Pennsylvania Wants To Use Science In Criminal Sentencing

A FiveThirtyEight reporter tells HuffPost Live about the way "risk assessments" could change criminal justice.

It's not quite "Minority Report," but Pennsylvania is looking to the future in its criminal sentencing policy. As early as next year, Pennsylvania judges could receive risk assessments -- statistically derived tools based on age, sex and prior arrests -- to help them decide how likely a criminal is to commit more crimes and sentence that person accordingly. Anna Maria Barry-Jester, a public health reporter for FiveThirtyEight, talked with HuffPost Live on Monday about how this form of sentencing would work for the state.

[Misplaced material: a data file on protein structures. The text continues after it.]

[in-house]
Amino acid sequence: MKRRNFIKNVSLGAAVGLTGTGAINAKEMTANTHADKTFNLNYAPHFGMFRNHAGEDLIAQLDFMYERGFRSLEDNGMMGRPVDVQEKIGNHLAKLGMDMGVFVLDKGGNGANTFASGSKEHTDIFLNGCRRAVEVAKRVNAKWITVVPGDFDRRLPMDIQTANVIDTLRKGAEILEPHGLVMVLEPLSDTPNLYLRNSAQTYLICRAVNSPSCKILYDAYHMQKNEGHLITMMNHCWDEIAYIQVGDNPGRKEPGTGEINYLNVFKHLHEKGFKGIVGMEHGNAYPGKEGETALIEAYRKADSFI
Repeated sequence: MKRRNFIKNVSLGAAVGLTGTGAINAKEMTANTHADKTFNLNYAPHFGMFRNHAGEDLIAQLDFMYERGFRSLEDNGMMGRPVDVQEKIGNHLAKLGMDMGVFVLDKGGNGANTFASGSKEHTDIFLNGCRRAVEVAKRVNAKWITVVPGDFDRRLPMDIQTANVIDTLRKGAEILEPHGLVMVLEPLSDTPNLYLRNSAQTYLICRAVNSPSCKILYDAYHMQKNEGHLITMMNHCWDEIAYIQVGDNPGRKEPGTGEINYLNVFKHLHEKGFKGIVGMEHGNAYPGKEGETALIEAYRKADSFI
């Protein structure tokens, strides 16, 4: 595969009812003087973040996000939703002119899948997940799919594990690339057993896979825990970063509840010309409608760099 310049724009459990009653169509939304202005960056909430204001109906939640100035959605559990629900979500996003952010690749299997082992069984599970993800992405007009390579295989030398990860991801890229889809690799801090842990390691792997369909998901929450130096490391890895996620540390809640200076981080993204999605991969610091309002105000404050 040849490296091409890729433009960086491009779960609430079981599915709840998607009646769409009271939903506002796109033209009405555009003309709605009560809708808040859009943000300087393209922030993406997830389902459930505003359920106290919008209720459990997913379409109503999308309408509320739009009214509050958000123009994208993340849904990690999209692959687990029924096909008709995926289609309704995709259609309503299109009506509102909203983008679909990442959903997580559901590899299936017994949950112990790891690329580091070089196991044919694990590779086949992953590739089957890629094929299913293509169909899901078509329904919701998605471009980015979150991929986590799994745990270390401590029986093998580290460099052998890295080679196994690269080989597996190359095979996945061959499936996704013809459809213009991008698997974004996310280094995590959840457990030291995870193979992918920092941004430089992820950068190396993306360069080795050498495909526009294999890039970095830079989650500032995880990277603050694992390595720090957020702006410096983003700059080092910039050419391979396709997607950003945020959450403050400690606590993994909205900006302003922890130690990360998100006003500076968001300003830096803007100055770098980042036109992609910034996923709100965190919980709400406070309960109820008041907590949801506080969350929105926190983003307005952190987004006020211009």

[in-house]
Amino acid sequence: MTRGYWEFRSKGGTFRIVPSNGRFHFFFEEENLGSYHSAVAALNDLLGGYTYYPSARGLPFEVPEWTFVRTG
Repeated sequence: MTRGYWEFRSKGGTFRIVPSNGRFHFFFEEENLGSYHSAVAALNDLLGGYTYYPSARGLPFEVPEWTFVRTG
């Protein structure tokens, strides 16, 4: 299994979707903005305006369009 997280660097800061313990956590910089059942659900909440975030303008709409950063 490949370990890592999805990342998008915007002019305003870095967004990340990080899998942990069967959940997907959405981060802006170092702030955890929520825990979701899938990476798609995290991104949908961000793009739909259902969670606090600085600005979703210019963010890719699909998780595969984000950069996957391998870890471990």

"They take a lot of information about people who commit crimes and see what characteristics are most associated with reoffending," Barry-Jester told host Alyona Minkovski. "So then they come up with something that's sort of like a questionnaire, and try to determine the risk of a person who's like that person in terms of if they will reoffend."

Watch Barry-Jester describe risk assessments for prisoners and the danger of unfair biases against certain groups in the video above.

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